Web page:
I go and sit down in the chair in front of her desk. We sure are making the rounds today around her office. I’ve been on calmer roller coasters than this. Ms. Moore hangs up her phone and turns her attention to me.

“For the rest of this morning, I’m going to give you two written tests. Afterwards, we’ll break for lunch. Does that sound fine?”

“Okay.” I’m relieved there aren’t more one-on-one questions, but I have no idea what to expect from the tests, either. Anything has got to be better than inkblots.

Ms. Moore invites me back over to the table, but this time I have a standardized test in a booklet format with bubbles to fill in. She lays three sharpened pencils down and smiles.

“These tests are not timed. You may take as long as you like. If you need a break, just let me know. I’ve got some algorithms to note from earlier. I’ll be over there if you need me.”

I can’t figure out what this test is called, since the title’s just a bunch of Roman numerals and numbers. I take my test, ignoring the sense of dread rising up, and hope my answers don’t mean I’m crazy.

Everything is so calm and well-ordered around me. It’s too perfect. There are alarms in my gut. My nerves are shot. I watch the clock more than I answer questions. They’re all about my feelings and what I’m most likely to do in a situation.

If I come across an injured animal along the road, would I

a) try to help it b) ignore it c) go get help or d) put it out of its misery.

I don’t make it to the end of the test before our lunch arrives.

After lunch, I ask if I can finish on the couch. Ms. Moore gives me a clipboard, and I lean on the arm against a pillow and pull my legs up so I can rest the clipboard and write. Things get hazy after that. I startle when the bell rings, and I catch myself dozing between questions. Ms. Moore works quietly at her computer. She hardly glances over at me.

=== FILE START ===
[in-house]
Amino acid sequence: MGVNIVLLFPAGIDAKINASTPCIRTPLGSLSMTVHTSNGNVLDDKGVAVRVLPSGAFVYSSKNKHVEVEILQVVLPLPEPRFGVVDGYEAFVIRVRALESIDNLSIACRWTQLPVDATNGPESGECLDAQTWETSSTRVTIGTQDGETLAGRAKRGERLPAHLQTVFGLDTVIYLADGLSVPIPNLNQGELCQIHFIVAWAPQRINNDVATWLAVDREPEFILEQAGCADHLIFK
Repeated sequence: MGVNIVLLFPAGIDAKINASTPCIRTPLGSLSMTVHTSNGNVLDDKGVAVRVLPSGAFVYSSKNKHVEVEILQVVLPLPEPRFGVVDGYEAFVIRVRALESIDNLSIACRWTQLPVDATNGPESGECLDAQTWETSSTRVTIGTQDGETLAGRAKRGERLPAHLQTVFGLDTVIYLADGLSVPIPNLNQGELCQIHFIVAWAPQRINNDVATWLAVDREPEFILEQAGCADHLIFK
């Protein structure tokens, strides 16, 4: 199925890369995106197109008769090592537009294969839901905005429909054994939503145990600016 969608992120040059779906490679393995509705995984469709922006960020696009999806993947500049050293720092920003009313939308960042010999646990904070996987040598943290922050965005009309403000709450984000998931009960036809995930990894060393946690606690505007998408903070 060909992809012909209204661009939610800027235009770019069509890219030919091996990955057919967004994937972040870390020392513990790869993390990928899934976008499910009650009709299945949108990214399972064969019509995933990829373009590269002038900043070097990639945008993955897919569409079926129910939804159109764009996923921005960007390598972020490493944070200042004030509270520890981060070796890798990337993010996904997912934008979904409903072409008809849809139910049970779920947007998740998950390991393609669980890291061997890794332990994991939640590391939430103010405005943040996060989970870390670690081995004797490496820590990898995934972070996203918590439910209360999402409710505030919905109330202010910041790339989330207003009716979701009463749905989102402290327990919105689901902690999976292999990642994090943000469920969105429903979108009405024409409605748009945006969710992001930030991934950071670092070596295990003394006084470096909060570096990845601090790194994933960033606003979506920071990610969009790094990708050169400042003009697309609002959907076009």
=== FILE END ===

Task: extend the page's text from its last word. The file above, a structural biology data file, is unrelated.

The couch calls to me, just like the one in the teacher’s lounge, only this one is much more comfortable and modern. Somehow I finish the test, lean against the back of the couch, and I’m out moments later. When my hands brush across the surface of the couch, I’m suddenly back in the basement at Amber’s, just before we were alone in the closet together. Amber’s father comes out from the downstairs bathroom holding a candle on a small stand, tendrils of smoke curling up in wisps from the snuffed-out wick. He doesn’t see me on the couch but goes up the stairs with purpose. Afternoon announcements pull me from my nap. Was that another unspoken test? It’s the end of the day.

“I see you’ve had a little nap. I’ll take your test, and then I’ll see you tomorrow morning, Joel. Have a fantastic afternoon!”

I better leave before my lunch comes thundering back up and all over the nice area rug. I head to the door.

“Bye.”

As I head out to the bus stop, I wonder what else she could possibly need to test me on. Will tomorrow delve into rare and extreme psychological analyses? I visualize a torture table, laid out with various surgical steel instruments, perhaps a blood-letting or leeches. I wouldn’t put it past Ms. Moore to think outside the box a little.

I shudder and walk faster.